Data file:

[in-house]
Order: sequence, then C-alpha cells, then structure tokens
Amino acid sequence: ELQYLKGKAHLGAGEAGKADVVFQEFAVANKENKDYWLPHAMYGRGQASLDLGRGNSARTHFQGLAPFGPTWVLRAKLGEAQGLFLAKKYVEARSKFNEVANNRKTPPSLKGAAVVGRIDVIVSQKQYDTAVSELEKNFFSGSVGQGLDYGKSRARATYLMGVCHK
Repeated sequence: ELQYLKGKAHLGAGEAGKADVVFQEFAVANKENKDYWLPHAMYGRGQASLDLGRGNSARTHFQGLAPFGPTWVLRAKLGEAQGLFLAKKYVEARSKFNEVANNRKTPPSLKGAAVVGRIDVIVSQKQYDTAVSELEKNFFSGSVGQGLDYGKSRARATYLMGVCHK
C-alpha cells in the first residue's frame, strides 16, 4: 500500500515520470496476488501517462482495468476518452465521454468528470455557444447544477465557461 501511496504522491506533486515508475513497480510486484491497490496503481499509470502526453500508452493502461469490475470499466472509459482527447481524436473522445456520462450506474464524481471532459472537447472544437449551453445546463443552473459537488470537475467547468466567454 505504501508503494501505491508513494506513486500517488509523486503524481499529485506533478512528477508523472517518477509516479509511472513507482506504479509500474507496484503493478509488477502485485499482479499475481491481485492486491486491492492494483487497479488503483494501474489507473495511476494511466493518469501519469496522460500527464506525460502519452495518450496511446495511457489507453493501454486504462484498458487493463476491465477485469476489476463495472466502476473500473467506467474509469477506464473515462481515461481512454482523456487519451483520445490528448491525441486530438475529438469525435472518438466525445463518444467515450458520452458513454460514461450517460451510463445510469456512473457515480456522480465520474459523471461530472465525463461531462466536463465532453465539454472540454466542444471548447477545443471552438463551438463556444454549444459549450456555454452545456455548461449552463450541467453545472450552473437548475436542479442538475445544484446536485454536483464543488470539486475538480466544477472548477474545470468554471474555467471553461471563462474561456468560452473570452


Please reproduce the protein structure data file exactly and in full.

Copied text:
[in-house]
Order: sequence, then C-alpha cells, then structure tokens
Amino acid sequence: ELQYLKGKAHLGAGEAGKADVVFQEFAVANKENKDYWLPHAMYGRGQASLDLGRGNSARTHFQGLAPFGPTWVLRAKLGEAQGLFLAKKYVEARSKFNEVANNRKTPPSLKGAAVVGRIDVIVSQKQYDTAVSELEKNFFSGSVGQGLDYGKSRARATYLMGVCHK
Repeated sequence: ELQYLKGKAHLGAGEAGKADVVFQEFAVANKENKDYWLPHAMYGRGQASLDLGRGNSARTHFQGLAPFGPTWVLRAKLGEAQGLFLAKKYVEARSKFNEVANNRKTPPSLKGAAVVGRIDVIVSQKQYDTAVSELEKNFFSGSVGQGLDYGKSRARATYLMGVCHK
C-alpha cells in the first residue's frame, strides 16, 4: 500500500515520470496476488501517462482495468476518452465521454468528470455557444447544477465557461 501511496504522491506533486515508475513497480510486484491497490496503481499509470502526453500508452493502461469490475470499466472509459482527447481524436473522445456520462450506474464524481471532459472537447472544437449551453445546463443552473459537488470537475467547468466567454 505504501508503494501505491508513494506513486500517488509523486503524481499529485506533478512528477508523472517518477509516479509511472513507482506504479509500474507496484503493478509488477502485485499482479499475481491481485492486491486491492492494483487497479488503483494501474489507473495511476494511466493518469501519469496522460500527464506525460502519452495518450496511446495511457489507453493501454486504462484498458487493463476491465477485469476489476463495472466502476473500473467506467474509469477506464473515462481515461481512454482523456487519451483520445490528448491525441486530438475529438469525435472518438466525445463518444467515450458520452458513454460514461450517460451510463445510469456512473457515480456522480465520474459523471461530472465525463461531462466536463465532453465539454472540454466542444471548447477545443471552438463551438463556444454549444459549450456555454452545456455548461449552463450541467453545472450552473437548475436542479442538475445544484446536485454536483464543488470539486475538480466544477472548477474545470468554471474555467471553461471563462474561456468560452473570452